Good v Evil

Good v Evil

That’s exactly how I feel about yesterday’s game. Meh. It happened. There was joy and trepidation in the first half. Then it was gone and I was left with just nothing.

The Champions-elect Chelsea visited Arsenal on Sunday. I had guessed beforehand that that would be the result. Chelsea didn’t need a win and so they didn’t play for one. The draw that they got certainly put us out of reach of all hope of the title.

That happens sometimes in soccer, a boring nil-nil draw. Sometimes your team can’t string together three passes to save their lives. Arsenal’s finishing yesterday wasn’t great. And sometimes the other team would rather not lose and they do everything they can to prevent an actual contest from happening. That’s their right. It’s called gamesmanship.

Everyone hates icing the kicker or the steroids era in baseball or the ridiculous fouling at the end of a basketball game. If it’s your team, then you forgive them, especially if they win. If it’s the other team doing it, then it’s absolutely the most frustrating thing ever.

Watch out, Alexis. He’s trying to murder your ankle.

Watch out, Alexis. He’s trying to murder your ankle.

There are a few tell-tale signs of gamesmanship in soccer: all their players behind the ball (only playing defense), rotational fouling on the other team’s best players (Alexis got three heavy fouls on him in the first 8 minutes), wasting time (fake injuries, time taken before free kicks), and diving for fouls.

This is not an article about how Chelsea don’t deserve the title; they do. The saying is, “The table doesn’t lie.” The team with the most points are crowned as champions. They get the title and the bragging rights. My argument is that the best team in terms of points is not always the best team in terms of aesthetics. I’m not even going to argue that Arsenal are always the most pleasing team to watch. They often aren’t. But they do try.

I enjoy the beauty of the game (as much as one can enjoy the beauty of a game where a bunch of millionaires chase a ball around a field and try to kick it into a net). I would argue that we all should. I almost wish I didn’t have a team so that I could enjoy soccer without worrying about losing. I would just cheer for whoever was playing better football.

If I had to watch nil-nil, let’s just not lose, park-the-bus soccer every week, I would not watch soccer even if we won the league every year. I just don’t see how that would be compelling enough to make me passionate about it. Soccer is a spectator sport and people watch it to see goals and excitement.

We watch soccer for the aesthetics. It’s that simple. No one would be a soccer fan simply for the winning or losing. That’s why live blogs are terrible, although a useful way to keep track of a game. You get none of the beauty, none of the skill or drama from basic words on the page (yep, me again, being critical of the written word, totally unironically). I follow live blogs when I’m at work because knowing whether we won or lost is better than nothing. It’s one step below a dodgy stream broadcast in Russian.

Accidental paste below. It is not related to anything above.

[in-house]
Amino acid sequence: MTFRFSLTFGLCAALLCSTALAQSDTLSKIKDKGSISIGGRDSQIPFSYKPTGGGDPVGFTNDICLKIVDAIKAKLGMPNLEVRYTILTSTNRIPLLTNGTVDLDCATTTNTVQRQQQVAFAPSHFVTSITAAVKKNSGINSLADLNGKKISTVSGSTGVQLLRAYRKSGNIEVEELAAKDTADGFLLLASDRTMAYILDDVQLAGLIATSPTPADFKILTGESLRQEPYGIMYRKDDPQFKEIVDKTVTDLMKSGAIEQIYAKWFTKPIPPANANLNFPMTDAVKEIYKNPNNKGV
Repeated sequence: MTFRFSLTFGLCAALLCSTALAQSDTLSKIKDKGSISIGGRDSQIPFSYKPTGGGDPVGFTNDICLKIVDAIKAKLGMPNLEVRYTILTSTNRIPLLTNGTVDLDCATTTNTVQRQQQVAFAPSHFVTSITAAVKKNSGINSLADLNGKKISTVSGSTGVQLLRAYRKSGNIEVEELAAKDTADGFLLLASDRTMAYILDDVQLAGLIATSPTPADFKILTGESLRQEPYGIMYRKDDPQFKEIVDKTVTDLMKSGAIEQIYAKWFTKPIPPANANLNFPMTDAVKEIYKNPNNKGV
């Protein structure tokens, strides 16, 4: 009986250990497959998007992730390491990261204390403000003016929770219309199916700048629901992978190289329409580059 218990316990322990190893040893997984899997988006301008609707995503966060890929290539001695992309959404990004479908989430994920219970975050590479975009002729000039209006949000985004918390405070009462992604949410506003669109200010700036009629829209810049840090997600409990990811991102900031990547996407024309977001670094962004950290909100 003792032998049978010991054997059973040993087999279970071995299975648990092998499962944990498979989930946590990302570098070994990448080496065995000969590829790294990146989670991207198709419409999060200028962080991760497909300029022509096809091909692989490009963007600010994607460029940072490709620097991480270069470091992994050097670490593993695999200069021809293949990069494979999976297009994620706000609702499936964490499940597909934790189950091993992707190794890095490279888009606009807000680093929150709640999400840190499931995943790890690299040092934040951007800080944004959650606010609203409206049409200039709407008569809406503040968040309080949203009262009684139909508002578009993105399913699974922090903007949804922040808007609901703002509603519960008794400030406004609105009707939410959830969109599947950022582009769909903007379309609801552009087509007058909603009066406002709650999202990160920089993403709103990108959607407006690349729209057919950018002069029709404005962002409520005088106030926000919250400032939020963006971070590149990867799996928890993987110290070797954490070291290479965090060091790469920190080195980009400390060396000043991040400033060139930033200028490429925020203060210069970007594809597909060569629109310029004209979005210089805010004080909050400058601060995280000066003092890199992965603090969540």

The goals are the exciting bit. Dribbling and intricate passing are what get us excited. Boring, stale winning is great for the sake of winning, but only for so long. And it certainly isn’t going to convince anyone new to like the sport.

  Classy stuff like this, do it more often.


Classy stuff like this, do it more often.

To say that Chelsea play boring football is not the full truth. They at times this season have played attacking football, although they haven’t really trounced a top 5 team like Arsenal 4-1 Liverpool, United’s 4-2 over City, or City 3-0 against Southampton. They have in general been ruthlessly efficient. They do win games. They’ve been even tighter in 2015. In the league this year, they’ve only beaten 2 teams by more than one goal, Newcastle and Swansea, both in January. Hardly swaggering to the title. More often they’ve been staggering, needing an 88th minute goal against relegation fodder QPR to get the three points.

To appreciate good football we need to see cynical, boring football from time to time. Often lower-level teams will play defensive minded football to prevent getting battered. Nobody faults West Ham for playing long ball (except for the owners) and I think we all have a begrudging respect for Burnley’s never-say-die attitude fighting for Premier League survival. But if you fill a team with superstars (and if you noticed half of the team of the season are Chelsea players) and then play like a small team, then you deserve some criticism. Earlier this season the media were crowning Chelsea as the new Invincibles, but they’ll hardly go down as one of the legendary teams like United ’99 or Arsenal ’04 because they didn’t express themselves.

I think that is the upsetting part. Chelsea have the players to attack and win. Courtois, Hazard, Fabregas, Matic, Ivanovic and Oscar are some of the best players on the planet. They could have done so much more this season.

We know that to have heroes, we need villains. I think José Mourinho is the most willing villain ever. He relishes baiting the media into loving him. Here’s the video of him sneaking up on the other team’s manager and gouging his eye before slinking away. Who does that?! If Chelsea are happy to oblige us, then we should let them. José and Roman’s relationship will blow up soon enough.